Sherilyn Williams-Stroud is a research scientist and structural geologist, at the Illinois State Geological Survey/University of Illinois Urbana-Champaign. Her areas of expertise include structural geology and fracture analysis and modeling for geo-energy production, with a specialization in microseismic data interpretation and induced seismicity analysis. She began her career at the U.S. Geological Survey doing research in the Energy Resources Branch and joined the private sector as a senior research scientist with ChevronTexaco, during which time she also taught geology as an adjunct at the University of Houston. She was a full-time faculty member at Whittier College when she joined Midland Valley Exploration as the Geology Team Leader and the Technical Lead for development of their fracture modeling module. After Midland Valley she joined MicroSeismic, Inc., where prior to becoming their chief geologist, she partnered with the chief geophysicist to develop a patented methodology to integrate microseismic data into geologic interpretations and build discrete fracture network models for use in reservoir simulation. As a senior geological advisor with Occidental Oil and Gas she worked on fractured reservoir interpretations from various Oxy assets including the Monterey Formation. In addition to teaching industry short courses, she taught part time at California State U. Los Angeles and Northridge. She served for four years as a member of the National Academies of Sciences Engineering and Medicine (NASEM) Committee on Seismology and Geodynamics, helping to inform federal government stakeholders on issues of importance related to both natural and induced seismicity. Dr. Williams-Stroud received her B.A. in geology from Oberlin College, and her M.A. and Ph.D., from The Johns Hopkins University. She is a licensed professional geologist in California.
To access this speaker via Zoom, please use the following without spaces : https:// mines. zoom.us /j/97650641229
February 23, 2022
Earth’s bulk structure and heterogeneity from big data and full-spectrum tomography
Reconciliation of diverse techniques and big data across traditionally siloed disciplines has emerged as a frontier area for Earth exploration. Future challenges include: (1) Leveraging both legacy and evolving community expertise towards harnessing the burgeoning geophysical data, and (2) Modeling physical properties in a way that facilitates self-consistent inferences between geodynamics, geochemistry, seismology and mineral physics. This talk discusses the four prongs – data, theory, model, and community – of the three-dimensional reference Earth model (REM3D) project, and recent findings on interior structure. Progress in modeling the Earth’s interior is driven by diverse data, ranging from astronomic-geodetic constraints to full seismic waveforms and derived measurements of body waves (~1–20s), surface waves (~20–300s) and normal modes (~250–3000s). Full-spectrum tomography employs these observations to constrain physical properties – seismic velocity, anisotropy, density, attenuation and the topography of discontinuities – in variable resolution. Reconciliation of data from research groups worldwide involves retrieving the missing metadata, archiving in scalable storage formats, documenting outliers indicative of the limitations in some techniques, and quantifying summary reference data with uncertainties.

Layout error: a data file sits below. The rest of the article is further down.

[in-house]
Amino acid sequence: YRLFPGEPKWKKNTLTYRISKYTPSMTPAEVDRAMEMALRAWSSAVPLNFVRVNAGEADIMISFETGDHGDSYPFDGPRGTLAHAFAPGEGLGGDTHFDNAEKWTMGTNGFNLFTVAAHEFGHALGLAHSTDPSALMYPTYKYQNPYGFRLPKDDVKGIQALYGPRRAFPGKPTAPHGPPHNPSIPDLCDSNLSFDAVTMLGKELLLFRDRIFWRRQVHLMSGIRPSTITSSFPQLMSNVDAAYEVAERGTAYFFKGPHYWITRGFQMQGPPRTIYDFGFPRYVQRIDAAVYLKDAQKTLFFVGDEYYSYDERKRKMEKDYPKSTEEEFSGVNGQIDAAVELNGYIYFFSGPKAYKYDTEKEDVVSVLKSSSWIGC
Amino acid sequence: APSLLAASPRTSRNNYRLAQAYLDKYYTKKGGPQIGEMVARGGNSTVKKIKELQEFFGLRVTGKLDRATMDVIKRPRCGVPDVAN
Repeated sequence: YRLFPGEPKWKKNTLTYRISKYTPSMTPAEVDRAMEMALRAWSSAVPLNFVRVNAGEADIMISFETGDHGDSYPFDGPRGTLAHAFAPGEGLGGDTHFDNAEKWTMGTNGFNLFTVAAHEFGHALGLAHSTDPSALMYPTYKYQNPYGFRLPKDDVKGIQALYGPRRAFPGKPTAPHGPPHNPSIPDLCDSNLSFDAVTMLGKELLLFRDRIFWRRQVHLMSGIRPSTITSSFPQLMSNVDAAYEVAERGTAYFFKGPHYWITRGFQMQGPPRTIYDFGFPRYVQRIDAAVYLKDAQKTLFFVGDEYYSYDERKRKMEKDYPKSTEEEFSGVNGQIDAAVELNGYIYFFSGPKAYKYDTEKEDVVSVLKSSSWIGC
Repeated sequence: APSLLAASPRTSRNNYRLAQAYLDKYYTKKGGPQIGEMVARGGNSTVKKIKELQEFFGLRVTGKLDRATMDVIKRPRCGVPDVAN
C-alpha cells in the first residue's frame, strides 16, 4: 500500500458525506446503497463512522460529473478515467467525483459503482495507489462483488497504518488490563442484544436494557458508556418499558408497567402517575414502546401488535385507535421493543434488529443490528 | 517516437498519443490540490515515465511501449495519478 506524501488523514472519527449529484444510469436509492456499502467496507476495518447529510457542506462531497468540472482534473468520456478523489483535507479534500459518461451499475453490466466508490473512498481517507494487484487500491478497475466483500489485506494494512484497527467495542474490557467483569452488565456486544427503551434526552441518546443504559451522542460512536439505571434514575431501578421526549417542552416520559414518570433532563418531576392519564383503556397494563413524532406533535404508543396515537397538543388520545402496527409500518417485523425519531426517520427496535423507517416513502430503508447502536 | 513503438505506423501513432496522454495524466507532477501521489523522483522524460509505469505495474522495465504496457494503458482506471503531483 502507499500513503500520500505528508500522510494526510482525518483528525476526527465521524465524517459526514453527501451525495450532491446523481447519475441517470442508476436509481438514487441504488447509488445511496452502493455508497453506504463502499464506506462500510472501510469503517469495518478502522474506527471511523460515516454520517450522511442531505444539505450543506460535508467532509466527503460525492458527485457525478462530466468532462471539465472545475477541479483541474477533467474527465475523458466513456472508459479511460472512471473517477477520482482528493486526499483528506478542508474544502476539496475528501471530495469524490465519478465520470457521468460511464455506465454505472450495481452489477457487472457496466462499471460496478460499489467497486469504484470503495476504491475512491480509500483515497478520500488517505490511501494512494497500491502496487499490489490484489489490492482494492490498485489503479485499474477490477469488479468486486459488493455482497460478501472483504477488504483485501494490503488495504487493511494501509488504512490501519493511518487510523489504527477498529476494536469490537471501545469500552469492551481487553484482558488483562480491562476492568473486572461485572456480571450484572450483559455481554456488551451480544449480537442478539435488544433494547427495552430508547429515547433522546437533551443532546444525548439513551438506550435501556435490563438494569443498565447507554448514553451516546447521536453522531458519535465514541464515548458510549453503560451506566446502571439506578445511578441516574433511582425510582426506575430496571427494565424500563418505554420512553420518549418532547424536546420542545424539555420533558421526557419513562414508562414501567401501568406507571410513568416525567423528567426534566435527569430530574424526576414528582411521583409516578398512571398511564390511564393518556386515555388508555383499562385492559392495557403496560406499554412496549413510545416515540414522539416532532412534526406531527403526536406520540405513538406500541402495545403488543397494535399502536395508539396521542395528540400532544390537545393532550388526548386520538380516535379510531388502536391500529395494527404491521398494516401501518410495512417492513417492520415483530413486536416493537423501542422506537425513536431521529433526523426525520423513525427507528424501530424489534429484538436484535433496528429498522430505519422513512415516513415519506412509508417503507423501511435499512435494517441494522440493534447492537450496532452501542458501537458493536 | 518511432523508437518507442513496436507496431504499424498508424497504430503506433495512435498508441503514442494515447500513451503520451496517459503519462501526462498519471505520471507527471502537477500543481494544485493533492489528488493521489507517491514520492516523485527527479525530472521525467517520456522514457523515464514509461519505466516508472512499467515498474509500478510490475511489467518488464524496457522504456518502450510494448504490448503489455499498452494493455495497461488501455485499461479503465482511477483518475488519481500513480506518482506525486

Robust thermo-chemical inferences on heterogeneity require self-consistent descriptions of bulk properties and lateral variations as constrained by the reference datasets. A new radial (1D) reference model (NREM1D) is constructed to account for nonlinear effects from the strong crustal variations, and geographic bias in sampling heterogeneity. The relative variation (3D) of shear velocity, density and compressional velocity disfavors a purely thermal contribution to heterogeneity in the lowermost mantle, with implications for the long-term stability and evolution of superplumes.
We conclude with an infrastructure for creating multiscale models that uses advancements in inverse theory, machine learning, data processing and wave propagation. By coupling existing, reconciled observations with predictions for arbitrary locations, our methods will be useful for identifying regions of scientific interest, validating new techniques, planning future seismic deployments, and testing hypotheses about the Earth’s interior.